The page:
Heinrich B0LL Stiftung Foundation: Publication (Aditi Kapoor): What are India’s climate change adaptation policies and what do they mean for its people – women and men? The public discussion on climate change in India tends to focus more on mitigation initiatives. Adaptation is far less in the public eye despite the emerging scientific research on adaptation and the imperative for all State governments to formulate adaptation focused State Action Plan(s) on Climate Change (SAPCC). There is growing evidence that climate vagaries are affecting life and work of our people, especially the 72% of women and men living in rural India. Within the United Nations Framework Convention on Climate Change (UNFCCC) too, mitigation continues to be the primary focus.
While mitigation is important – India is the world’s fifth largest emitter of greenhouse gasses (Box 1.1) – adaptation is equally central to the climate change debate. The Stern Review notes that ‘adaptation policy is crucial for dealing with the unavoidable impacts of climate, but it has been under-emphasised in many countries. Adaptation is the only response available for the impacts that will occur over the next several decades before mitigation measures can have an effect.’1 Without a considered focus on adaptation, India can neither achieve its National Development Goals and the Millennium Development Goals (Table 1.1); nor its environmental challenges (Table 1.2).
India’s carbon footprint
- India is the world’s 5th largest GHG emitter and the 6th largest carbon emitter
- India’s contribution to total global GHG emissions is, however, only 4 percent; carbon emissions are just 3% of global carbon emissions in India’s per capita emission at 1.67 tonnes/year is 23% of the total global average
- India’s per capita emissions are 70% below the world average.
India is one of the world’s most disaster-prone countries (IFRC 2005; Parasuraman et al (eds) 2000) and highly vulnerable to climate change impacts (IPCC 2007). Extreme weather events that cause widespread damage and disruption include droughts, floods, cyclones/storms, coastal flooding, landslides and extreme temperatures like heat waves and cold waves which claim people’s lives.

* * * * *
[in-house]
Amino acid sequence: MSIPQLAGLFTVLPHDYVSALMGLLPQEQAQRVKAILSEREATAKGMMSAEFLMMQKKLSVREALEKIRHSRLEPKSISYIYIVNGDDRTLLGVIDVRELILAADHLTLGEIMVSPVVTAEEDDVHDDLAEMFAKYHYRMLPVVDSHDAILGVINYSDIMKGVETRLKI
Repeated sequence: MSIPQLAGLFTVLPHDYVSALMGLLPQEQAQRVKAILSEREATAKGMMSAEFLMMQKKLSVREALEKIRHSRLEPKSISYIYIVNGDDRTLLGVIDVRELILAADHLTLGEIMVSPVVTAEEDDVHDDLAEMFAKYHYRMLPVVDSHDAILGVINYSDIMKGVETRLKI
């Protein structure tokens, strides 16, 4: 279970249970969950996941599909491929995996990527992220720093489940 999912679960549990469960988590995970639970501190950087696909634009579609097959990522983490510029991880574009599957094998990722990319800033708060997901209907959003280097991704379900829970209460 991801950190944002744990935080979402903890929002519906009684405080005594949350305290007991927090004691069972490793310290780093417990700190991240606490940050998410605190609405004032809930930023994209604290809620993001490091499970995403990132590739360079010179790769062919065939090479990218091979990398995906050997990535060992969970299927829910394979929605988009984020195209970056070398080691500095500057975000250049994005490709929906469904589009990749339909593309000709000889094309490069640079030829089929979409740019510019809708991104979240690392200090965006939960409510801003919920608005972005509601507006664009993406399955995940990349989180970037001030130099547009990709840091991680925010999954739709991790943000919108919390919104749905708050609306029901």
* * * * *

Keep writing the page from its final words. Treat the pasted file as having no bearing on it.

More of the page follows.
Three-quarters of India’s 7500-odd km long coastline is prone to cyclones, over two-thirds (68%) of India’s cultivable area to drought and at least 12% to floods and river erosion (11th Plan, 2008; National Policy on Disaster Management, 2009). Over three-quarters (27) of India’s 35 States and Union Territories are disaster-prone.
Climate change is expected to increase the frequency and intensity of current extreme weather events, lead to greater monsoon and temperature variability, affect agricultural production and see the emergence of a new disaster – the sea level rise (IPCC 2007) – in the Indian sub-continent. Indian climatologists have confirmed these trends, with the National Action Plan on Climate Change (NAPCC) 2008 document noting periods of more frequent droughts over the last few decades, though also less severe ones at times.
Started in year 2010, ‘Climate Himalaya’ initiative has been working on the mountain and climate related issues in the Himalayan region of South Asia. In the last two years this knowledge sharing portal has become one of the important references for the governments, research institutions, civil society groups and international agencies, those have work and interest in Himalayas. The Climate Himalaya team innovates on knowledge sharing, capacity building and climatic adaptation aspects in its focus countries like Bhutan, India, Nepal and Pakistan. Climate Himalaya’s thematic areas of work are mountain ecosystem, water, forest and livelihood. Read>>